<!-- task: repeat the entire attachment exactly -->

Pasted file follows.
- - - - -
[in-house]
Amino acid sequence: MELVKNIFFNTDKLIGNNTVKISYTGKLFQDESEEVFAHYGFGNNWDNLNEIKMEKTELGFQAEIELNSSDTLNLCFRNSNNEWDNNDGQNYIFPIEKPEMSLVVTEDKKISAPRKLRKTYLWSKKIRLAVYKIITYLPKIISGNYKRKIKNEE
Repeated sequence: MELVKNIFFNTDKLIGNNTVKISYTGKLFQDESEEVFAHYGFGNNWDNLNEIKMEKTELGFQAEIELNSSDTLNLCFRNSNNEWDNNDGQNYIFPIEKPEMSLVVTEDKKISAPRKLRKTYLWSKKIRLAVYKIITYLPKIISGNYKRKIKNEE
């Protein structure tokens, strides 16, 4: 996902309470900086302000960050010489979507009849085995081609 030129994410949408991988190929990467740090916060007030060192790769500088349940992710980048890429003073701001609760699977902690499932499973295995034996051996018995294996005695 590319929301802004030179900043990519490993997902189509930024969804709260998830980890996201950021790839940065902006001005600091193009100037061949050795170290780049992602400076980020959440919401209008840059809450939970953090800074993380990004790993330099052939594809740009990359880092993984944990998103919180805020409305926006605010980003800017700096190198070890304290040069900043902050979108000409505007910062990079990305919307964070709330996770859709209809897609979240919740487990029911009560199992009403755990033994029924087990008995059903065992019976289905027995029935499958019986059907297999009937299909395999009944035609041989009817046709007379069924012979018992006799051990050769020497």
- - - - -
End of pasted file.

[in-house]
Amino acid sequence: MELVKNIFFNTDKLIGNNTVKISYTGKLFQDESEEVFAHYGFGNNWDNLNEIKMEKTELGFQAEIELNSSDTLNLCFRNSNNEWDNNDGQNYIFPIEKPEMSLVVTEDKKISAPRKLRKTYLWSKKIRLAVYKIITYLPKIISGNYKRKIKNEE
Repeated sequence: MELVKNIFFNTDKLIGNNTVKISYTGKLFQDESEEVFAHYGFGNNWDNLNEIKMEKTELGFQAEIELNSSDTLNLCFRNSNNEWDNNDGQNYIFPIEKPEMSLVVTEDKKISAPRKLRKTYLWSKKIRLAVYKIITYLPKIISGNYKRKIKNEE
């Protein structure tokens, strides 16, 4: 996902309470900086302000960050010489979507009849085995081609 030129994410949408991988190929990467740090916060007030060192790769500088349940992710980048890429003073701001609760699977902690499932499973295995034996051996018995294996005695 590319929301802004030179900043990519490993997902189509930024969804709260998830980890996201950021790839940065902006001005600091193009100037061949050795170290780049992602400076980020959440919401209008840059809450939970953090800074993380990004790993330099052939594809740009990359880092993984944990998103919180805020409305926006605010980003800017700096190198070890304290040069900043902050979108000409505007910062990079990305919307964070709330996770859709209809897609979240919740487990029911009560199992009403755990033994029924087990008995059903065992019976289905027995029935499958019986059907297999009937299909395999009944035609041989009817046709007379069924012979018992006799051990050769020497």